Twitter Lists: courtesy, classification, trust

Following someone back on Twitter validates a two-way connection. It confirms mutual interest.

The rhetoric of courtesy
Everyone online is entitled to be selective with their follows. In fact, some of the most successful networking efforts are deliberate and executed with clear purpose.

So if someone follows you but you’re not sure if you want to follow back, what do you? Most people will likely do nothing because they’re not obligated to follow back.

But if you want them to know that you actually  find their twitter account interesting but you’re not quite prepared to follow their stream, should you care to let them know that?

The question’s meant to be rhetorical, but yes, I think so. And you could do so by listing them.

icon sourced from pazeinteractive.com

Classification versus influence
Twitter Lists allow you to group your follows according to the various categories (types) of follows you’ve created. Some argue that the number of instances in which you are listed reflects your scale of influence.

I respect certain aspects of that view, but have yet to see a clear explanation of how the metric is designed to show the correlation between number of instances listed and what “influence” is suppose to represent…I digress.

Your intent to tag someone under one of your lists demonstrates your interest in their request to follow you. You’ve not actually followed them back yet, but since you’ve actually bothered to ‘tag’ who they are, what they represent into your personal library of connections, it means you’ve acknowledged their presence. If they really want you to follow back, they should be able to tweet that intent and let  you know.

Trust—an organic build
Being selective on social networks is not an attitude; it’s actually a practical way of building a trusted group of connections with whom you want to interact, converse and form communities.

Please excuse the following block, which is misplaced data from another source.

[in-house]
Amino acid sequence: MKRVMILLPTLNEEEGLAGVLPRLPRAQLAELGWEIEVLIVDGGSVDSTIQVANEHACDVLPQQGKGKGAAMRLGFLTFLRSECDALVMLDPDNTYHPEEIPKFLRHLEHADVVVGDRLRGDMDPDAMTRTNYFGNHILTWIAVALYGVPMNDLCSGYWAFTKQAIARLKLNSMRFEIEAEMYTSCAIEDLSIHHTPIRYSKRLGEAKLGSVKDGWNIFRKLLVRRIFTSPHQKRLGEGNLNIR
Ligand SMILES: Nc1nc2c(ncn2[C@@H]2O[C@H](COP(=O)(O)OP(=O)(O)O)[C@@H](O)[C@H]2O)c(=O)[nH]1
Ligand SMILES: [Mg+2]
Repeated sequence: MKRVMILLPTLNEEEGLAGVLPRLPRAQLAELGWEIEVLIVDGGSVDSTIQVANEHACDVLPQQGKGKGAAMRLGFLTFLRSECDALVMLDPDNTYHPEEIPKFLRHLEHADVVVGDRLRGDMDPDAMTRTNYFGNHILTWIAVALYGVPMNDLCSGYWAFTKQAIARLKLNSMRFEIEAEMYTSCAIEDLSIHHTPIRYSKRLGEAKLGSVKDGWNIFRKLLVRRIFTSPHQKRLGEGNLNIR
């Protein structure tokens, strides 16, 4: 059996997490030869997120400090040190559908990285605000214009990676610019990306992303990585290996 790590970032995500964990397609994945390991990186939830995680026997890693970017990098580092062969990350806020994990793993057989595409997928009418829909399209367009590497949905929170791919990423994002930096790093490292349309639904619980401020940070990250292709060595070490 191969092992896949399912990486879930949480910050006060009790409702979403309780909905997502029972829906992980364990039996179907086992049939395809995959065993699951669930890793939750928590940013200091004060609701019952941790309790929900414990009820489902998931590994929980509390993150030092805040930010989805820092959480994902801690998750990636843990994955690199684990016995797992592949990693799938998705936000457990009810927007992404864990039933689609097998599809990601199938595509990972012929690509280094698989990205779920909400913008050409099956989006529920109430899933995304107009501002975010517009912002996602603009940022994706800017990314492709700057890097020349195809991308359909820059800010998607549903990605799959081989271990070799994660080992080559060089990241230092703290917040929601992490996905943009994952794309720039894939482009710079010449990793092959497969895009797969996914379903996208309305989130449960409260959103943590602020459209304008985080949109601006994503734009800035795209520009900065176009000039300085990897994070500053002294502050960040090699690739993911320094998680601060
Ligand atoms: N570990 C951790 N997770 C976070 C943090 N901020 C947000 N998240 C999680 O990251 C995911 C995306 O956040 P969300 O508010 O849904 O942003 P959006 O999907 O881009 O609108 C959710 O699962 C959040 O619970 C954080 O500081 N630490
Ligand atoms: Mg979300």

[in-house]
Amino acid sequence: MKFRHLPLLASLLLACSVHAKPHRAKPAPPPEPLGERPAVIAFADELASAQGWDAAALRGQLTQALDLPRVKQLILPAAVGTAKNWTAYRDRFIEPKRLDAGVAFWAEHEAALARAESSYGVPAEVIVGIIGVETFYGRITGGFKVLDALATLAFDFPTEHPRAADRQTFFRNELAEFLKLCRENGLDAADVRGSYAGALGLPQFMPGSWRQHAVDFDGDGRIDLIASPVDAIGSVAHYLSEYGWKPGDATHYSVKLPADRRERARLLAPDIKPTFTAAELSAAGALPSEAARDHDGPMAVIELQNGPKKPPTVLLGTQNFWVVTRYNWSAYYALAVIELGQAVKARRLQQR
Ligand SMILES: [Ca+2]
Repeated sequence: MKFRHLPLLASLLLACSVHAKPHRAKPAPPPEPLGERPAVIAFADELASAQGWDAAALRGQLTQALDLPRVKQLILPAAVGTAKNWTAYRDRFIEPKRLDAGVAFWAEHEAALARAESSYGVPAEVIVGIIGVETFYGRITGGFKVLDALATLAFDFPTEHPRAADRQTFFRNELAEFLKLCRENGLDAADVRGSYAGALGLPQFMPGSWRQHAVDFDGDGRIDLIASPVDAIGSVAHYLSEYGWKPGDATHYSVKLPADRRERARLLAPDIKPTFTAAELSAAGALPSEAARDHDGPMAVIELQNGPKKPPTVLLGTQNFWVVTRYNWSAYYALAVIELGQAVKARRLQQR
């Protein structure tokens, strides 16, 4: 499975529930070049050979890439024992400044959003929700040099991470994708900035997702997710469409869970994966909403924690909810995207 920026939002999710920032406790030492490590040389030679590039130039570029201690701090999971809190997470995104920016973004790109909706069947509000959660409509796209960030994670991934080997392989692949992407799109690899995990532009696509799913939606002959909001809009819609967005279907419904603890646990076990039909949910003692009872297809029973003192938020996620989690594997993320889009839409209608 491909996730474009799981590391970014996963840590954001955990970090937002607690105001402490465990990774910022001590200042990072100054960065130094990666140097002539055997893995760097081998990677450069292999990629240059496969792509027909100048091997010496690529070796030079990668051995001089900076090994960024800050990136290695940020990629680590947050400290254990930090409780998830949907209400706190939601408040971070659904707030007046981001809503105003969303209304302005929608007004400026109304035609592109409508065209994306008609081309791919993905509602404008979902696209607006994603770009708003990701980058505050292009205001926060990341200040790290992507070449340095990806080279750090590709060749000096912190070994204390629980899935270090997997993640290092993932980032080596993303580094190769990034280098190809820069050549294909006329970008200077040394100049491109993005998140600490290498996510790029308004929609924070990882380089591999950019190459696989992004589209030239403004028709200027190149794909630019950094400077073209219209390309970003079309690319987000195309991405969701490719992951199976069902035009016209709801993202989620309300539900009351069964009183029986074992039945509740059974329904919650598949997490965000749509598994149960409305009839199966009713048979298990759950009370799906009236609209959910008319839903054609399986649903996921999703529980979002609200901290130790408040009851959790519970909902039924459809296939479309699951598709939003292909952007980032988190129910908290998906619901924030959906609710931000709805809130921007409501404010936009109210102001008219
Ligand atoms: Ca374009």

Tagging new follows (listing them) is an ideal way to organize your follows and show appreciation for someone’s interest in your online presence.

New follows always get me psyched. But I do tend to expect a level of interaction from them, be it random or planned online conversations through @’s or DM’s.  That’s like me saying, “Okay, now earn my trust and confirm the value and credibility of our connection.”  How else am I to get to know you?

How do you approach building your social network? What values do you personally bring that strengthen both your personal and professional brand?

15 thoughts on “Twitter Lists: courtesy, classification, trust

  1. Autom, Thanks for the post. I agree that “listing” can be a sign of respect but unfortunately I am starting to see lists being used as another methiod of spam. Twitter has done a good job stepping up to other types of spam, let;s see what they can do with this too. If one of my true followers “lists” me, I always try to write a DM to thank them for this courtesy.

  2. Mark – it’s curious but I’ve not experienced this level of spam on lists before, apart from perhaps one random tweet by a non-follower that looked like they were mining 1 of my list types.. thanks for stopping by and sharing your thoughts A

  3. Thanks for this Autom. I must admit the list phenomenom has overwhelmed me and I have gone into denial on it. One level I find it curious how I am classified, though not always surprising. Sometimes I am very humbled, and at others shocked. I should have thought to DM my thanks. I have consciously chosen not to create them as that’s how I use Tweetdeck (albeit private lists) and I didn’t want to get into the complexity of how I use a list, may not be how others perceive it. I don’t hesitate to contact, engage, DM, endorse, refer others to the tweeps I really find valuable though. I’m just not a list gal. That said, what’s next on the to-do list? Oh yes, start DMing some thanks : )